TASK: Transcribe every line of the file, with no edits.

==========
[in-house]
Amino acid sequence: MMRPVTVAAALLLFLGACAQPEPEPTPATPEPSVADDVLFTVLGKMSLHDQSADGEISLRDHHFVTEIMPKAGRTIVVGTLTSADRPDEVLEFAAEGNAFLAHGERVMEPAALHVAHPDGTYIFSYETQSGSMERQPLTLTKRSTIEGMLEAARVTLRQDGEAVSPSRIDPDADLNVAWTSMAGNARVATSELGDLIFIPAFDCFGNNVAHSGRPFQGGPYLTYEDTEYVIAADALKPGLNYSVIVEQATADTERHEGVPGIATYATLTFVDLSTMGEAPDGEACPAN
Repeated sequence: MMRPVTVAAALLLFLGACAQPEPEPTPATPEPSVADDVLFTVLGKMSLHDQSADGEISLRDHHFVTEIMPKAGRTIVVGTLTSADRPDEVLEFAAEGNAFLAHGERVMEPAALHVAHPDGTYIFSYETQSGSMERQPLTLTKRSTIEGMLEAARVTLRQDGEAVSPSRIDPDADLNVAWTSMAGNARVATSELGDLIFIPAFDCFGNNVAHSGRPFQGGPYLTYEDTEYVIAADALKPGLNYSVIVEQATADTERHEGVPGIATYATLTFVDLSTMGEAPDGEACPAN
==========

[in-house]
Amino acid sequence: MMRPVTVAAALLLFLGACAQPEPEPTPATPEPSVADDVLFTVLGKMSLHDQSADGEISLRDHHFVTEIMPKAGRTIVVGTLTSADRPDEVLEFAAEGNAFLAHGERVMEPAALHVAHPDGTYIFSYETQSGSMERQPLTLTKRSTIEGMLEAARVTLRQDGEAVSPSRIDPDADLNVAWTSMAGNARVATSELGDLIFIPAFDCFGNNVAHSGRPFQGGPYLTYEDTEYVIAADALKPGLNYSVIVEQATADTERHEGVPGIATYATLTFVDLSTMGEAPDGEACPAN
Repeated sequence: MMRPVTVAAALLLFLGACAQPEPEPTPATPEPSVADDVLFTVLGKMSLHDQSADGEISLRDHHFVTEIMPKAGRTIVVGTLTSADRPDEVLEFAAEGNAFLAHGERVMEPAALHVAHPDGTYIFSYETQSGSMERQPLTLTKRSTIEGMLEAARVTLRQDGEAVSPSRIDPDADLNVAWTSMAGNARVATSELGDLIFIPAFDCFGNNVAHSGRPFQGGPYLTYEDTEYVIAADALKPGLNYSVIVEQATADTERHEGVPGIATYATLTFVDLSTMGEAPDGEACPAN